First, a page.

Readers in Council,
The Japan Times,
5-4, Shibaura 4-chome,
Minato-ku, Tokyo 108-0023
My answer to the problem of alleviating poverty in Africa is to stop offering monetary assistance. Rock star Paul Hewson (Bono) very proactively advocates debt cancellation. He did so again recently at the Tokyo International Conference on African Development in Yokohama and appeared characteristically noble (“Canceling African debt would be just: Bono,” May 30th). I want to suggest that forgiving debt could be said to be among the worst things to do so long as bad economics are nurtured in Africa. Plus, I want Bono to get out of my face about it.
Foreign Development Assistance and debt cancellation may actually contribute to the problems of Africa so long as those cultures do not solve the domestic reasons behind the systemic nature of their poverty - and donor nations’ money does not affect that. A detailed explanation is for a longer essay than this, but I only have to say that if no monies were loaned in the first place then the kind of crippling debt that we currently see would not accumulate in the second place. And, it is irresponsible for rich nations to extend loans foolishly and then later be forced to cancel an unserviceable debt. For Africa’s own good, let’s stop doing it! First World capitalists’ imaginations are bound to money and its manipulation, so they can only imagine further spending or accounting novelties as ways out of a financial trap. My suggestions sound preposterous and stupid, and maybe they are. But I am not trying to be stupid. I am only trying to suggest weaning poor nations from the foreign assistance teat in a spirit of brotherly loving kindness.
What qualifies me to have an opinion on the matter is that as a taxpayer in two wealthy, developed nations, the Overseas Development teat nurses unsanctioned use of my money. And, I don’t need Bono to tell me how to be a noble man.
Published on Sunday, June 8, 2008 as “For Africa’s sake, stop money aid.”
Anticipating that The Japan Times would not print another letter of mine so soon I prepared the following revision to send to The Daily Yomiuri. I much prefer the Yomiuri version, although the above letter that was sent to The Japan Times and printed by them on Sunday 8th was itself the product of several revisions. Afterwards I regretted not coining the phrase“Bono fatigue” earlier as I did in The Daily Yonmiuri’s versio, and ultimately, the following letter was never sent.
Sunday, June 8, 2008.
Letters to the Editor,
The Daily Yomiuri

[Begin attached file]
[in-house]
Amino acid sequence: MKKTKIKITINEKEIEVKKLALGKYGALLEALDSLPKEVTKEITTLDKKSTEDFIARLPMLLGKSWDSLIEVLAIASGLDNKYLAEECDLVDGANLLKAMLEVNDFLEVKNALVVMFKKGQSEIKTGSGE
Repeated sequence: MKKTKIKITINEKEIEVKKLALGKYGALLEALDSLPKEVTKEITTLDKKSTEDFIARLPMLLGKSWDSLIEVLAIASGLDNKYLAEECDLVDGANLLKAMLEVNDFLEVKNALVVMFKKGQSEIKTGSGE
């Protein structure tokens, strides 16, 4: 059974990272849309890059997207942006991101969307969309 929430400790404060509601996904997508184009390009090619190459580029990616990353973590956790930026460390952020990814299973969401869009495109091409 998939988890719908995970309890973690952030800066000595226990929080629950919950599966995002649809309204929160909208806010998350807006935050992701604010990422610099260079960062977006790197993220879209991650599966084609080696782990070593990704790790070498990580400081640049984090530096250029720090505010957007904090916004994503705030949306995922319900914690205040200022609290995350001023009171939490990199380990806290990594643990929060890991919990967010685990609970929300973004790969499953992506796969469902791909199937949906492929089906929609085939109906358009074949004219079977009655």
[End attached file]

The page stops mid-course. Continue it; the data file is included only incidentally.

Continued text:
Chiyoda-ku, Tokyo 100-8055
At the recent Tokyo International Conference on African Development held in Yokohama rock star Paul Hewson (Bono) very proactively advocated his chronic message of debt cancellation. I want to suggest that forgiving debt could be said to be among the worst things to do so long as bad economics are systemic in Africa, plus I want Bono to get out of my face about it. It is not that I am uncaring about the poverty of many developing nations, and it is not because I am experiencing Africa fatigue, or Aid fatigue so much as Bono fatigue. So I wish he would stick to music and stop his unsanctioned advocacy about how my money shout be used, because I don’t need a rock singer to show me the way to nobility or human loving kindness.
If unserviceable debt is a problem for poverty-crippled African economies, and much of this debt accrued through loans that could not be repaid, then my suggestion is to simply stop lending them money, stop advancing donations, and for goodness sake don’t cancel existing debts because that reveals the bankruptcy of the idea of development assistance and viable progress in the first place. Not to mention how foolish it makes First World leaders appear when they flush more of our tax yen into the black hole of endemic economic ineptitude. This kind of generous largesse make good press for politicians. But for Africa’s own good, let’s stop giving them money. First World capitalists’imaginations are bound to money and its manipulation, so they can only imagine further spending or accounting novelties as ways out of a financial trap. My suggestions sound preposterous and stupid, and maybe they are, but no more than Bono’s suggestions, I think.